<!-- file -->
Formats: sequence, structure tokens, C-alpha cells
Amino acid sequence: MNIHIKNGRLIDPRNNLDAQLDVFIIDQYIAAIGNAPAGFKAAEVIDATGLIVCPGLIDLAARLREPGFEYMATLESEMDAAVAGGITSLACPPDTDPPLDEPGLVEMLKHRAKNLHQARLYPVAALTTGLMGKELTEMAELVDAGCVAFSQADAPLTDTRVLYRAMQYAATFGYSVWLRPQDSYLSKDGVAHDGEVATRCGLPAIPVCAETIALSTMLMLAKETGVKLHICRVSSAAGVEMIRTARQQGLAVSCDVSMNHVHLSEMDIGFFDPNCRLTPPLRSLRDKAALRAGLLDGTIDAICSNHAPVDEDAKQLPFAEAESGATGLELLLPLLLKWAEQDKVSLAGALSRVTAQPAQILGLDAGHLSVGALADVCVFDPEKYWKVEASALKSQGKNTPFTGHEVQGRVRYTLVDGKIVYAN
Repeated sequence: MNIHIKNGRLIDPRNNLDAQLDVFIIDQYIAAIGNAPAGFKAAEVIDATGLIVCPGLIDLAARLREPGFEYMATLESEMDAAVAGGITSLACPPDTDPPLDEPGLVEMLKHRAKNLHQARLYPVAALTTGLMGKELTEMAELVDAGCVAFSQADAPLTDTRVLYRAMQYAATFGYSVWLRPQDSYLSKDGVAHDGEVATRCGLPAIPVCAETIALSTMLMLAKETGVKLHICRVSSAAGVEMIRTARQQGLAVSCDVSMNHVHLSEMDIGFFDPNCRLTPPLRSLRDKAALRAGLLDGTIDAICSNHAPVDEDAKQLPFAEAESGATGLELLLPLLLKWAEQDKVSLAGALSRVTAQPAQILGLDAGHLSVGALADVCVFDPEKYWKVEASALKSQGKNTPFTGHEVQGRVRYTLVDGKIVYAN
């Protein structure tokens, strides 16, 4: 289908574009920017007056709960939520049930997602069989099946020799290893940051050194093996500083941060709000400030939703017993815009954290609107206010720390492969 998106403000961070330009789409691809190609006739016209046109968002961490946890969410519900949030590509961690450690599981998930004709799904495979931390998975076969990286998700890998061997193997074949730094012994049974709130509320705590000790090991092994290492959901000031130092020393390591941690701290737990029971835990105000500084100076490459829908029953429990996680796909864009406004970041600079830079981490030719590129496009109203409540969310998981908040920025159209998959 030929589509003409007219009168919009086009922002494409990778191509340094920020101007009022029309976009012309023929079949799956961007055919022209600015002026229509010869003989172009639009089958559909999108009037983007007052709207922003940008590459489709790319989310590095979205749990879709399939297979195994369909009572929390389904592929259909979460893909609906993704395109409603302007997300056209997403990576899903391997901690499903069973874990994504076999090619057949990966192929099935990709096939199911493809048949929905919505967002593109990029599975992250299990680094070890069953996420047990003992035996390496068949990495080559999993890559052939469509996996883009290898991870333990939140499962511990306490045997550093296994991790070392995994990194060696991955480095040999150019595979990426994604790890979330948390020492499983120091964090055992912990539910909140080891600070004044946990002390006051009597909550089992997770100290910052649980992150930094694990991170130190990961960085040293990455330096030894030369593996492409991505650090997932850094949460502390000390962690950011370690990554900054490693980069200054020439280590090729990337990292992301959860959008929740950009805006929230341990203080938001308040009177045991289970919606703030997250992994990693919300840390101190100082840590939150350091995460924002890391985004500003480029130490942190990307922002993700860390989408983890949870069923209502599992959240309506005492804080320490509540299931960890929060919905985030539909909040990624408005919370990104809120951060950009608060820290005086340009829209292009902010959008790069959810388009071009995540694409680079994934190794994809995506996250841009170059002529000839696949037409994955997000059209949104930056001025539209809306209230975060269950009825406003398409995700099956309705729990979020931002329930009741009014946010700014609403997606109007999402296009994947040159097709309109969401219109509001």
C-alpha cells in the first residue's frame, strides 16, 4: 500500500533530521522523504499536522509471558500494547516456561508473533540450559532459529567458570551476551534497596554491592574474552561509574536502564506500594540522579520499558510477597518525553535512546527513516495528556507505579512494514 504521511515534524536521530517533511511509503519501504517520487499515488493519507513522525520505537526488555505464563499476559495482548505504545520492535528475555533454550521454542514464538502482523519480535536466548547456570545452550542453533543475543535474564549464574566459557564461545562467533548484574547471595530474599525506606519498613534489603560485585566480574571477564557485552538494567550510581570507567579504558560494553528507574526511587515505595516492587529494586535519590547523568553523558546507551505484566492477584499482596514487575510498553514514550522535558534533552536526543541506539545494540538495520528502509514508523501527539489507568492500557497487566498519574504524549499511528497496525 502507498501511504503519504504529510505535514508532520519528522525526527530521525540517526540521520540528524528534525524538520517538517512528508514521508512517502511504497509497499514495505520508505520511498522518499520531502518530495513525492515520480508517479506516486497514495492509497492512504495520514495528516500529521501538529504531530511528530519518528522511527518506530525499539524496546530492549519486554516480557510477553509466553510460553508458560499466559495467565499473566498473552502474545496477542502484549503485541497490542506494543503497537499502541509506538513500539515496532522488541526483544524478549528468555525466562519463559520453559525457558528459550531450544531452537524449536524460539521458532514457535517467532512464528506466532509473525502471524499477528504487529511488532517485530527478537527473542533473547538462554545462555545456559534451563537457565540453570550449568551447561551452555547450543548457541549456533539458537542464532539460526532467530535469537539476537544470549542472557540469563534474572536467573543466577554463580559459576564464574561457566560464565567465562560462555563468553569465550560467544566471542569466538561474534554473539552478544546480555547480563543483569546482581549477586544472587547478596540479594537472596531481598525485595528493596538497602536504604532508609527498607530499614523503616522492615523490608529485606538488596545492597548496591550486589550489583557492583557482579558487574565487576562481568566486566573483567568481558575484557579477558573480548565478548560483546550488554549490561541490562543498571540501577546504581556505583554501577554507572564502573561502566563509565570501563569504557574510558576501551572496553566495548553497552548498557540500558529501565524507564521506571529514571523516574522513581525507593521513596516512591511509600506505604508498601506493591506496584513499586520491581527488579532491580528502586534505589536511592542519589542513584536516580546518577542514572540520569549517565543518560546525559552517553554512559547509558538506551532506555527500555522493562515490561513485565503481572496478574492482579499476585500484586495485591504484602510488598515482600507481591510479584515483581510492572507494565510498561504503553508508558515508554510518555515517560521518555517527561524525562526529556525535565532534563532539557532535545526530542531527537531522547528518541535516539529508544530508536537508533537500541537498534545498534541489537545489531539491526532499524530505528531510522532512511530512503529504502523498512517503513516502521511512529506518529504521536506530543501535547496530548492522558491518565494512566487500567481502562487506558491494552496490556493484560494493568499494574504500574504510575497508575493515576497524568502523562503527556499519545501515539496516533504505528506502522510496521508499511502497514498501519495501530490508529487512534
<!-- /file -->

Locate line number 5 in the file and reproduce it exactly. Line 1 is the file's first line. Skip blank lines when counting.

C-alpha cells in the first residue's frame, strides 16, 4: 500500500533530521522523504499536522509471558500494547516456561508473533540450559532459529567458570551476551534497596554491592574474552561509574536502564506500594540522579520499558510477597518525553535512546527513516495528556507505579512494514 504521511515534524536521530517533511511509503519501504517520487499515488493519507513522525520505537526488555505464563499476559495482548505504545520492535528475555533454550521454542514464538502482523519480535536466548547456570545452550542453533543475543535474564549464574566459557564461545562467533548484574547471595530474599525506606519498613534489603560485585566480574571477564557485552538494567550510581570507567579504558560494553528507574526511587515505595516492587529494586535519590547523568553523558546507551505484566492477584499482596514487575510498553514514550522535558534533552536526543541506539545494540538495520528502509514508523501527539489507568492500557497487566498519574504524549499511528497496525 502507498501511504503519504504529510505535514508532520519528522525526527530521525540517526540521520540528524528534525524538520517538517512528508514521508512517502511504497509497499514495505520508505520511498522518499520531502518530495513525492515520480508517479506516486497514495492509497492512504495520514495528516500529521501538529504531530511528530519518528522511527518506530525499539524496546530492549519486554516480557510477553509466553510460553508458560499466559495467565499473566498473552502474545496477542502484549503485541497490542506494543503497537499502541509506538513500539515496532522488541526483544524478549528468555525466562519463559520453559525457558528459550531450544531452537524449536524460539521458532514457535517467532512464528506466532509473525502471524499477528504487529511488532517485530527478537527473542533473547538462554545462555545456559534451563537457565540453570550449568551447561551452555547450543548457541549456533539458537542464532539460526532467530535469537539476537544470549542472557540469563534474572536467573543466577554463580559459576564464574561457566560464565567465562560462555563468553569465550560467544566471542569466538561474534554473539552478544546480555547480563543483569546482581549477586544472587547478596540479594537472596531481598525485595528493596538497602536504604532508609527498607530499614523503616522492615523490608529485606538488596545492597548496591550486589550489583557492583557482579558487574565487576562481568566486566573483567568481558575484557579477558573480548565478548560483546550488554549490561541490562543498571540501577546504581556505583554501577554507572564502573561502566563509565570501563569504557574510558576501551572496553566495548553497552548498557540500558529501565524507564521506571529514571523516574522513581525507593521513596516512591511509600506505604508498601506493591506496584513499586520491581527488579532491580528502586534505589536511592542519589542513584536516580546518577542514572540520569549517565543518560546525559552517553554512559547509558538506551532506555527500555522493562515490561513485565503481572496478574492482579499476585500484586495485591504484602510488598515482600507481591510479584515483581510492572507494565510498561504503553508508558515508554510518555515517560521518555517527561524525562526529556525535565532534563532539557532535545526530542531527537531522547528518541535516539529508544530508536537508533537500541537498534545498534541489537545489531539491526532499524530505528531510522532512511530512503529504502523498512517503513516502521511512529506518529504521536506530543501535547496530548492522558491518565494512566487500567481502562487506558491494552496490556493484560494493568499494574504500574504510575497508575493515576497524568502523562503527556499519545501515539496516533504505528506502522510496521508499511502497514498501519495501530490508529487512534